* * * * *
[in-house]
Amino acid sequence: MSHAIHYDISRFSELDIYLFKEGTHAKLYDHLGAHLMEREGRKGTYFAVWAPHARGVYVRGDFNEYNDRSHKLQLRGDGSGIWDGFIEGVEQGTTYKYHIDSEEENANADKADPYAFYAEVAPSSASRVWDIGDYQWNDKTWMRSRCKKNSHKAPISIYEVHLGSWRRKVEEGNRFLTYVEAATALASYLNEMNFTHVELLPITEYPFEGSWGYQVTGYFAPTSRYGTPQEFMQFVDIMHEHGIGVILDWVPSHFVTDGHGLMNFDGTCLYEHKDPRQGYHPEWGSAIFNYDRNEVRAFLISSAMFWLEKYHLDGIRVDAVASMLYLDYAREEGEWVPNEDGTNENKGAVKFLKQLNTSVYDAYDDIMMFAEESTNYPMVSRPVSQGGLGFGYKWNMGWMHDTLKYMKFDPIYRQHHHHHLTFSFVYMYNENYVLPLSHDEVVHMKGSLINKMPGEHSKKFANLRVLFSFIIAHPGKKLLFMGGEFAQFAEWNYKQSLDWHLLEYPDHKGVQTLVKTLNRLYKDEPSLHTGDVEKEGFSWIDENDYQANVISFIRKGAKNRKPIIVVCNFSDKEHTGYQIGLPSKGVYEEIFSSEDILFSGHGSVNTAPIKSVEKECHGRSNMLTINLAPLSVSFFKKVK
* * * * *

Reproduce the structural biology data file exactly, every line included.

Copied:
[in-house]
Amino acid sequence: MSHAIHYDISRFSELDIYLFKEGTHAKLYDHLGAHLMEREGRKGTYFAVWAPHARGVYVRGDFNEYNDRSHKLQLRGDGSGIWDGFIEGVEQGTTYKYHIDSEEENANADKADPYAFYAEVAPSSASRVWDIGDYQWNDKTWMRSRCKKNSHKAPISIYEVHLGSWRRKVEEGNRFLTYVEAATALASYLNEMNFTHVELLPITEYPFEGSWGYQVTGYFAPTSRYGTPQEFMQFVDIMHEHGIGVILDWVPSHFVTDGHGLMNFDGTCLYEHKDPRQGYHPEWGSAIFNYDRNEVRAFLISSAMFWLEKYHLDGIRVDAVASMLYLDYAREEGEWVPNEDGTNENKGAVKFLKQLNTSVYDAYDDIMMFAEESTNYPMVSRPVSQGGLGFGYKWNMGWMHDTLKYMKFDPIYRQHHHHHLTFSFVYMYNENYVLPLSHDEVVHMKGSLINKMPGEHSKKFANLRVLFSFIIAHPGKKLLFMGGEFAQFAEWNYKQSLDWHLLEYPDHKGVQTLVKTLNRLYKDEPSLHTGDVEKEGFSWIDENDYQANVISFIRKGAKNRKPIIVVCNFSDKEHTGYQIGLPSKGVYEEIFSSEDILFSGHGSVNTAPIKSVEKECHGRSNMLTINLAPLSVSFFKKVK